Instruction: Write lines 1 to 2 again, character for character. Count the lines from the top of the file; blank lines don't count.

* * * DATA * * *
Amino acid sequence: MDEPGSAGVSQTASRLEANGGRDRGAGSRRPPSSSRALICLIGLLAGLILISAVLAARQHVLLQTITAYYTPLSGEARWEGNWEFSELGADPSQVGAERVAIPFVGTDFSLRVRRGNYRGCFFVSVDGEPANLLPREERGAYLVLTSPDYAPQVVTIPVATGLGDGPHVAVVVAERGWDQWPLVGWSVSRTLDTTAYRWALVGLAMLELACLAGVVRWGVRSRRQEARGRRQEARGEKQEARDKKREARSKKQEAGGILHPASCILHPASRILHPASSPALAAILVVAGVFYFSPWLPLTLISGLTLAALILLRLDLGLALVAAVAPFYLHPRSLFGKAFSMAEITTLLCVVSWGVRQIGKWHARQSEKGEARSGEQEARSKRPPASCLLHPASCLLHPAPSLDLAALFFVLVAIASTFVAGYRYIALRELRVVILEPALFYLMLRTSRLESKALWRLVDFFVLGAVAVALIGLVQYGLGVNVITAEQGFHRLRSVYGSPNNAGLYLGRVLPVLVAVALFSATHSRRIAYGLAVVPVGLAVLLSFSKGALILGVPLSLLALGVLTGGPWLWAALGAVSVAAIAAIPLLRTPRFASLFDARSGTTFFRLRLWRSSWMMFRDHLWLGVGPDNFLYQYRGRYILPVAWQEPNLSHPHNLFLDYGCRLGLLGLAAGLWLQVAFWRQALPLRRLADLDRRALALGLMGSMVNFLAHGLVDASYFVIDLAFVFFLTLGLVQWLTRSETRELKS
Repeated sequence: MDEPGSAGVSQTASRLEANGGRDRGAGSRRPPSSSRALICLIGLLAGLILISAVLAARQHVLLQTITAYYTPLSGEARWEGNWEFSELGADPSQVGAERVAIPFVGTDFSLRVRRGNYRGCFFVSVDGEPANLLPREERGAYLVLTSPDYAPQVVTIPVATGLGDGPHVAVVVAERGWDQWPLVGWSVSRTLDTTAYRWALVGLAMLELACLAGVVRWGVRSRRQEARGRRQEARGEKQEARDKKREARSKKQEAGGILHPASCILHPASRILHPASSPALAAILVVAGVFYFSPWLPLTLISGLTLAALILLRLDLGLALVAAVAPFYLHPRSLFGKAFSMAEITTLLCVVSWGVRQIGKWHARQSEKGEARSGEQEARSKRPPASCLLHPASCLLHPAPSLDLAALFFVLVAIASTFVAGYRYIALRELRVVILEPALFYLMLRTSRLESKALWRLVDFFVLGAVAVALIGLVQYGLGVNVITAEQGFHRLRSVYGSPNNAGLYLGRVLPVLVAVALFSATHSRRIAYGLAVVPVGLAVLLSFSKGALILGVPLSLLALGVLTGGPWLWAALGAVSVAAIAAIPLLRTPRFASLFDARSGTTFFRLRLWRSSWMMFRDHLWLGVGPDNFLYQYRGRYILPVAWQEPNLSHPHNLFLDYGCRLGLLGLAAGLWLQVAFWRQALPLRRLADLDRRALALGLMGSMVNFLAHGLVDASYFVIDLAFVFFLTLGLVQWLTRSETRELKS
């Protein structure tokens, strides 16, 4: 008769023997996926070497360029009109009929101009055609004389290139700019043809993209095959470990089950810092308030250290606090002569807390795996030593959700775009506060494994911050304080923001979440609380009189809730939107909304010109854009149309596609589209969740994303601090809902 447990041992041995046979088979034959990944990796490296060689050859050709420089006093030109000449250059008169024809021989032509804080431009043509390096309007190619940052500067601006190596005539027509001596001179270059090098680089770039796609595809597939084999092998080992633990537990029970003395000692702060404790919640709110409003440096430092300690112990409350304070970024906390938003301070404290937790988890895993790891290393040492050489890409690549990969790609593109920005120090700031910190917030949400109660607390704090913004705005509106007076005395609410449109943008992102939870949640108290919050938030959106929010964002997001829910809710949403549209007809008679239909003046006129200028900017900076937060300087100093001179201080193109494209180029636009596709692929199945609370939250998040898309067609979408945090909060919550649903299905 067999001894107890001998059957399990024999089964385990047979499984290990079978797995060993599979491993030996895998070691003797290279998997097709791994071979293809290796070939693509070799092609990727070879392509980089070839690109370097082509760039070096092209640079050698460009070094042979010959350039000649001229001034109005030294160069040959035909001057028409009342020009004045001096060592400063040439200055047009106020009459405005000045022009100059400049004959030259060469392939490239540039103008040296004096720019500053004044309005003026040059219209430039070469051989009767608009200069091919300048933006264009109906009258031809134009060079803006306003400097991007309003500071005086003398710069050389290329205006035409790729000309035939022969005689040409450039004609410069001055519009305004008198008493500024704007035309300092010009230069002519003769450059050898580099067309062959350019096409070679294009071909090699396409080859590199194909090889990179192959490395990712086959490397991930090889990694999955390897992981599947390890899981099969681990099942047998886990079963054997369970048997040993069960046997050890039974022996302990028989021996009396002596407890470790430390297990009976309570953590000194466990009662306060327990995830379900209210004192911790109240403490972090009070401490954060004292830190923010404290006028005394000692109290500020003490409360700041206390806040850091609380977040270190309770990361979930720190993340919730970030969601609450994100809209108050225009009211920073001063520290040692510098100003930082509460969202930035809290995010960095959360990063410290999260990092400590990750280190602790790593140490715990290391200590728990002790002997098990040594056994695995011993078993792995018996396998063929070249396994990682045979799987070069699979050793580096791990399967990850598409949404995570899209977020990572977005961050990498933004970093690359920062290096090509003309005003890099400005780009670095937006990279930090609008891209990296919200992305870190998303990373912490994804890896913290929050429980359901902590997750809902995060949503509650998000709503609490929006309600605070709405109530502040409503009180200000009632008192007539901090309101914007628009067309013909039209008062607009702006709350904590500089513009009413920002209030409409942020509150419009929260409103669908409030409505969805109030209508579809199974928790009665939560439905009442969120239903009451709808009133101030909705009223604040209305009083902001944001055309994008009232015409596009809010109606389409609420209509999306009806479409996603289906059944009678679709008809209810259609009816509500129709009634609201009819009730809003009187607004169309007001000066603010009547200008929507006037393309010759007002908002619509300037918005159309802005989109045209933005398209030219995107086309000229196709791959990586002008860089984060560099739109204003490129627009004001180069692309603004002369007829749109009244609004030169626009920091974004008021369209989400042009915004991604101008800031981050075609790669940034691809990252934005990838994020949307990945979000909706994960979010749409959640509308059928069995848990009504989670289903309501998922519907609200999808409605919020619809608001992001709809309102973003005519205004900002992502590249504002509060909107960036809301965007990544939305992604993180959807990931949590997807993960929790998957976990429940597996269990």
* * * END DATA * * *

Amino acid sequence: MDEPGSAGVSQTASRLEANGGRDRGAGSRRPPSSSRALICLIGLLAGLILISAVLAARQHVLLQTITAYYTPLSGEARWEGNWEFSELGADPSQVGAERVAIPFVGTDFSLRVRRGNYRGCFFVSVDGEPANLLPREERGAYLVLTSPDYAPQVVTIPVATGLGDGPHVAVVVAERGWDQWPLVGWSVSRTLDTTAYRWALVGLAMLELACLAGVVRWGVRSRRQEARGRRQEARGEKQEARDKKREARSKKQEAGGILHPASCILHPASRILHPASSPALAAILVVAGVFYFSPWLPLTLISGLTLAALILLRLDLGLALVAAVAPFYLHPRSLFGKAFSMAEITTLLCVVSWGVRQIGKWHARQSEKGEARSGEQEARSKRPPASCLLHPASCLLHPAPSLDLAALFFVLVAIASTFVAGYRYIALRELRVVILEPALFYLMLRTSRLESKALWRLVDFFVLGAVAVALIGLVQYGLGVNVITAEQGFHRLRSVYGSPNNAGLYLGRVLPVLVAVALFSATHSRRIAYGLAVVPVGLAVLLSFSKGALILGVPLSLLALGVLTGGPWLWAALGAVSVAAIAAIPLLRTPRFASLFDARSGTTFFRLRLWRSSWMMFRDHLWLGVGPDNFLYQYRGRYILPVAWQEPNLSHPHNLFLDYGCRLGLLGLAAGLWLQVAFWRQALPLRRLADLDRRALALGLMGSMVNFLAHGLVDASYFVIDLAFVFFLTLGLVQWLTRSETRELKS
Repeated sequence: MDEPGSAGVSQTASRLEANGGRDRGAGSRRPPSSSRALICLIGLLAGLILISAVLAARQHVLLQTITAYYTPLSGEARWEGNWEFSELGADPSQVGAERVAIPFVGTDFSLRVRRGNYRGCFFVSVDGEPANLLPREERGAYLVLTSPDYAPQVVTIPVATGLGDGPHVAVVVAERGWDQWPLVGWSVSRTLDTTAYRWALVGLAMLELACLAGVVRWGVRSRRQEARGRRQEARGEKQEARDKKREARSKKQEAGGILHPASCILHPASRILHPASSPALAAILVVAGVFYFSPWLPLTLISGLTLAALILLRLDLGLALVAAVAPFYLHPRSLFGKAFSMAEITTLLCVVSWGVRQIGKWHARQSEKGEARSGEQEARSKRPPASCLLHPASCLLHPAPSLDLAALFFVLVAIASTFVAGYRYIALRELRVVILEPALFYLMLRTSRLESKALWRLVDFFVLGAVAVALIGLVQYGLGVNVITAEQGFHRLRSVYGSPNNAGLYLGRVLPVLVAVALFSATHSRRIAYGLAVVPVGLAVLLSFSKGALILGVPLSLLALGVLTGGPWLWAALGAVSVAAIAAIPLLRTPRFASLFDARSGTTFFRLRLWRSSWMMFRDHLWLGVGPDNFLYQYRGRYILPVAWQEPNLSHPHNLFLDYGCRLGLLGLAAGLWLQVAFWRQALPLRRLADLDRRALALGLMGSMVNFLAHGLVDASYFVIDLAFVFFLTLGLVQWLTRSETRELKS